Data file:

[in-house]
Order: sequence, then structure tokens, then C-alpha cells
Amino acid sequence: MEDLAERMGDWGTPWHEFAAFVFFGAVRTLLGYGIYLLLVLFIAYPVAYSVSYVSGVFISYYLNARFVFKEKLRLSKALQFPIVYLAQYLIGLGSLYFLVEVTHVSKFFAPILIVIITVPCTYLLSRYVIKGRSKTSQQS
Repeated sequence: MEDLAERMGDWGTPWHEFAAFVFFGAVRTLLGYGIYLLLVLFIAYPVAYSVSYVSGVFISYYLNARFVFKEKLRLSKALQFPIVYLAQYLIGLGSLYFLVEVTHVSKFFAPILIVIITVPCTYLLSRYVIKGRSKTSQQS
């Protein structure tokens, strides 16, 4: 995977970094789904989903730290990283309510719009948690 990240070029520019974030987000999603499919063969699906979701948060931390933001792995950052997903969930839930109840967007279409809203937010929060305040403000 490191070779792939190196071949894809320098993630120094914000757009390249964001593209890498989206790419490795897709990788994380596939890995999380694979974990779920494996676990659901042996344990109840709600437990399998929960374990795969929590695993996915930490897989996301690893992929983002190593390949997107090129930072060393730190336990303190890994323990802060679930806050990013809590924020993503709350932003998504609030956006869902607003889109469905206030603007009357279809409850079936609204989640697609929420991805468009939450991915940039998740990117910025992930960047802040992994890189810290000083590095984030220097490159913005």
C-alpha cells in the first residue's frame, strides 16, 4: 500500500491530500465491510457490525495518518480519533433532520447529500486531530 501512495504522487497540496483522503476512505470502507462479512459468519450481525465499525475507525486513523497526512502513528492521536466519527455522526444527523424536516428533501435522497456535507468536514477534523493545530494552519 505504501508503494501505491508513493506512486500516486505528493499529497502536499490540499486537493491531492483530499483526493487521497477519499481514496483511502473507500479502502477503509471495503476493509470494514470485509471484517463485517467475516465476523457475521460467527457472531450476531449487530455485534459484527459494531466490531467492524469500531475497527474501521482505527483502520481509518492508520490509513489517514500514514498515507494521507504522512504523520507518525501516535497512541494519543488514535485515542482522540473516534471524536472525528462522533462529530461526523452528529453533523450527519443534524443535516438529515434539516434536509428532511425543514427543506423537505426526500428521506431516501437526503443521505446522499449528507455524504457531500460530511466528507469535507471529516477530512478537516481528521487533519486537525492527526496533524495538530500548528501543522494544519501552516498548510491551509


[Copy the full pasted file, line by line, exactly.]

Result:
[in-house]
Order: sequence, then structure tokens, then C-alpha cells
Amino acid sequence: MEDLAERMGDWGTPWHEFAAFVFFGAVRTLLGYGIYLLLVLFIAYPVAYSVSYVSGVFISYYLNARFVFKEKLRLSKALQFPIVYLAQYLIGLGSLYFLVEVTHVSKFFAPILIVIITVPCTYLLSRYVIKGRSKTSQQS
Repeated sequence: MEDLAERMGDWGTPWHEFAAFVFFGAVRTLLGYGIYLLLVLFIAYPVAYSVSYVSGVFISYYLNARFVFKEKLRLSKALQFPIVYLAQYLIGLGSLYFLVEVTHVSKFFAPILIVIITVPCTYLLSRYVIKGRSKTSQQS
């Protein structure tokens, strides 16, 4: 995977970094789904989903730290990283309510719009948690 990240070029520019974030987000999603499919063969699906979701948060931390933001792995950052997903969930839930109840967007279409809203937010929060305040403000 490191070779792939190196071949894809320098993630120094914000757009390249964001593209890498989206790419490795897709990788994380596939890995999380694979974990779920494996676990659901042996344990109840709600437990399998929960374990795969929590695993996915930490897989996301690893992929983002190593390949997107090129930072060393730190336990303190890994323990802060679930806050990013809590924020993503709350932003998504609030956006869902607003889109469905206030603007009357279809409850079936609204989640697609929420991805468009939450991915940039998740990117910025992930960047802040992994890189810290000083590095984030220097490159913005």
C-alpha cells in the first residue's frame, strides 16, 4: 500500500491530500465491510457490525495518518480519533433532520447529500486531530 501512495504522487497540496483522503476512505470502507462479512459468519450481525465499525475507525486513523497526512502513528492521536466519527455522526444527523424536516428533501435522497456535507468536514477534523493545530494552519 505504501508503494501505491508513493506512486500516486505528493499529497502536499490540499486537493491531492483530499483526493487521497477519499481514496483511502473507500479502502477503509471495503476493509470494514470485509471484517463485517467475516465476523457475521460467527457472531450476531449487530455485534459484527459494531466490531467492524469500531475497527474501521482505527483502520481509518492508520490509513489517514500514514498515507494521507504522512504523520507518525501516535497512541494519543488514535485515542482522540473516534471524536472525528462522533462529530461526523452528529453533523450527519443534524443535516438529515434539516434536509428532511425543514427543506423537505426526500428521506431516501437526503443521505446522499449528507455524504457531500460530511466528507469535507471529516477530512478537516481528521487533519486537525492527526496533524495538530500548528501543522494544519501552516498548510491551509